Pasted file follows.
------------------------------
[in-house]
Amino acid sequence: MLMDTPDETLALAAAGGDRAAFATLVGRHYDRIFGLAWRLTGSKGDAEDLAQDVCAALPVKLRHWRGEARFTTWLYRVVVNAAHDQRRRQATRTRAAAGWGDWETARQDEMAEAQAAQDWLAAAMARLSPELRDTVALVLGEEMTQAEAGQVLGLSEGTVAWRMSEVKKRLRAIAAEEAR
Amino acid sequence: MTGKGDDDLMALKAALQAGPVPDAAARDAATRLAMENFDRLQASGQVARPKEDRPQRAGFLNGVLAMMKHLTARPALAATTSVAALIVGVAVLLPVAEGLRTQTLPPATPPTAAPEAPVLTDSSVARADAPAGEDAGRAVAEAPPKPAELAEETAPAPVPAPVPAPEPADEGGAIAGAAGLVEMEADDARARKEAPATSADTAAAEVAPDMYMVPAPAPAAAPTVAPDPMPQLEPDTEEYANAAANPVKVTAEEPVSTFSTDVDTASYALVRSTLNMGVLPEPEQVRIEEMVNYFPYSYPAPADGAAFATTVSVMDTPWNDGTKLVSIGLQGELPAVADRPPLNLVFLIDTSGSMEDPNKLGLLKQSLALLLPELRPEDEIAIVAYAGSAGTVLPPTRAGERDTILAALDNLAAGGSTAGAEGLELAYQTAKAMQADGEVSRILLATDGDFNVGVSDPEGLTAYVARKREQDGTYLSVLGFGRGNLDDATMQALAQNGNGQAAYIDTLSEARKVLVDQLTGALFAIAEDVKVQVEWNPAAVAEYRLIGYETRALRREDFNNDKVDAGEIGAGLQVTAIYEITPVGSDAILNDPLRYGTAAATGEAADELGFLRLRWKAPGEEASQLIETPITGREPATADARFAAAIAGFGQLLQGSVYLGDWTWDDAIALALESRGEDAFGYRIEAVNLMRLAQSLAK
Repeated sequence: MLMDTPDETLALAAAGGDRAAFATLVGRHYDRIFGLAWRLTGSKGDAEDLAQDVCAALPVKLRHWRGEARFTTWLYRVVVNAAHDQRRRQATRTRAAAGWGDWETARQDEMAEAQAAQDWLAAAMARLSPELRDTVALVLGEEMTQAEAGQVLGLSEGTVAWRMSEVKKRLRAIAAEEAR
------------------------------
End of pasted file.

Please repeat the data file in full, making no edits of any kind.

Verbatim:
[in-house]
Amino acid sequence: MLMDTPDETLALAAAGGDRAAFATLVGRHYDRIFGLAWRLTGSKGDAEDLAQDVCAALPVKLRHWRGEARFTTWLYRVVVNAAHDQRRRQATRTRAAAGWGDWETARQDEMAEAQAAQDWLAAAMARLSPELRDTVALVLGEEMTQAEAGQVLGLSEGTVAWRMSEVKKRLRAIAAEEAR
Amino acid sequence: MTGKGDDDLMALKAALQAGPVPDAAARDAATRLAMENFDRLQASGQVARPKEDRPQRAGFLNGVLAMMKHLTARPALAATTSVAALIVGVAVLLPVAEGLRTQTLPPATPPTAAPEAPVLTDSSVARADAPAGEDAGRAVAEAPPKPAELAEETAPAPVPAPVPAPEPADEGGAIAGAAGLVEMEADDARARKEAPATSADTAAAEVAPDMYMVPAPAPAAAPTVAPDPMPQLEPDTEEYANAAANPVKVTAEEPVSTFSTDVDTASYALVRSTLNMGVLPEPEQVRIEEMVNYFPYSYPAPADGAAFATTVSVMDTPWNDGTKLVSIGLQGELPAVADRPPLNLVFLIDTSGSMEDPNKLGLLKQSLALLLPELRPEDEIAIVAYAGSAGTVLPPTRAGERDTILAALDNLAAGGSTAGAEGLELAYQTAKAMQADGEVSRILLATDGDFNVGVSDPEGLTAYVARKREQDGTYLSVLGFGRGNLDDATMQALAQNGNGQAAYIDTLSEARKVLVDQLTGALFAIAEDVKVQVEWNPAAVAEYRLIGYETRALRREDFNNDKVDAGEIGAGLQVTAIYEITPVGSDAILNDPLRYGTAAATGEAADELGFLRLRWKAPGEEASQLIETPITGREPATADARFAAAIAGFGQLLQGSVYLGDWTWDDAIALALESRGEDAFGYRIEAVNLMRLAQSLAK
Repeated sequence: MLMDTPDETLALAAAGGDRAAFATLVGRHYDRIFGLAWRLTGSKGDAEDLAQDVCAALPVKLRHWRGEARFTTWLYRVVVNAAHDQRRRQATRTRAAAGWGDWETARQDEMAEAQAAQDWLAAAMARLSPELRDTVALVLGEEMTQAEAGQVLGLSEGTVAWRMSEVKKRLRAIAAEEAR